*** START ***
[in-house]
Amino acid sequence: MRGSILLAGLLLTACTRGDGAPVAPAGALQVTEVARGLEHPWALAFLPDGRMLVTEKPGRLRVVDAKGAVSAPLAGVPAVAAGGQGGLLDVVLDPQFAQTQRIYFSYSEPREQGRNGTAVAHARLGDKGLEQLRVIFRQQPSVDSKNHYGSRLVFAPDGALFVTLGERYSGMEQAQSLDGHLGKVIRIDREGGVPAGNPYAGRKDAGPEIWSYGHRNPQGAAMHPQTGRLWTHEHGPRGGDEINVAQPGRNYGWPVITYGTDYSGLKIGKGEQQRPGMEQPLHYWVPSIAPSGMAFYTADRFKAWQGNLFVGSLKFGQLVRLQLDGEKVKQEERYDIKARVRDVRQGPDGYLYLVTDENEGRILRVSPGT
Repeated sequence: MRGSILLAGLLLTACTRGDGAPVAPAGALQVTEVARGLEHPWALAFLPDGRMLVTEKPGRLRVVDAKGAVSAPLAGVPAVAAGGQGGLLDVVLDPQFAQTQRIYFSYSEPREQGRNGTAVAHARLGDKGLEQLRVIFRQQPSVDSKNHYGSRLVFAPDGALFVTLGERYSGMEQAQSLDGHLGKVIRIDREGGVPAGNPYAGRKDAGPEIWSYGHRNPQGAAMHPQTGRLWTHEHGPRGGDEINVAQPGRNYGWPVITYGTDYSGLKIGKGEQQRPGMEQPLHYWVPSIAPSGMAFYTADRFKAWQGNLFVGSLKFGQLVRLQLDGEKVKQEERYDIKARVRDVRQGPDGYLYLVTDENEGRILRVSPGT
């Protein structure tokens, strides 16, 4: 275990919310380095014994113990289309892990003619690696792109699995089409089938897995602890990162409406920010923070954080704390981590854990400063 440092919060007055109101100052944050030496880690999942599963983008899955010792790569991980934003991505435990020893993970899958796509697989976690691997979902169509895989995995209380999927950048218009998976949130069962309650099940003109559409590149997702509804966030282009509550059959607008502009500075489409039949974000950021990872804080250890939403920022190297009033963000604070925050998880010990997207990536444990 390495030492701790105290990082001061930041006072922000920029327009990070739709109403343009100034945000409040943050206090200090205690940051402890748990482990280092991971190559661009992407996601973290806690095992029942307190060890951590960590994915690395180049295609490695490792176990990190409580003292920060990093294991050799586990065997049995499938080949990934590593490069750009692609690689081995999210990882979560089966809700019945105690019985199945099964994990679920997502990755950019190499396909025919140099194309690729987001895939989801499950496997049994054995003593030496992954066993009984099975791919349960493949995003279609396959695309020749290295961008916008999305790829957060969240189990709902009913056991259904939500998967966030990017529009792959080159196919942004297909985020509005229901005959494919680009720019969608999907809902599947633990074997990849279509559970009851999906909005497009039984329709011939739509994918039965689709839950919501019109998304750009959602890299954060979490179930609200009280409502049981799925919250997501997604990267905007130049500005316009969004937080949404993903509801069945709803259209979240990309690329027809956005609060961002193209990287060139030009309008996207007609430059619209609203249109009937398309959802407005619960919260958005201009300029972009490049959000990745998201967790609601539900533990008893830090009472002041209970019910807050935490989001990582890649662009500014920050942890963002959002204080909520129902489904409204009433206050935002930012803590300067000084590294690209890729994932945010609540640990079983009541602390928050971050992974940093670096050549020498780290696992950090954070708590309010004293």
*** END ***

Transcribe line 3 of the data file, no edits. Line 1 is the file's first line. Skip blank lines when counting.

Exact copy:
Repeated sequence: MRGSILLAGLLLTACTRGDGAPVAPAGALQVTEVARGLEHPWALAFLPDGRMLVTEKPGRLRVVDAKGAVSAPLAGVPAVAAGGQGGLLDVVLDPQFAQTQRIYFSYSEPREQGRNGTAVAHARLGDKGLEQLRVIFRQQPSVDSKNHYGSRLVFAPDGALFVTLGERYSGMEQAQSLDGHLGKVIRIDREGGVPAGNPYAGRKDAGPEIWSYGHRNPQGAAMHPQTGRLWTHEHGPRGGDEINVAQPGRNYGWPVITYGTDYSGLKIGKGEQQRPGMEQPLHYWVPSIAPSGMAFYTADRFKAWQGNLFVGSLKFGQLVRLQLDGEKVKQEERYDIKARVRDVRQGPDGYLYLVTDENEGRILRVSPGT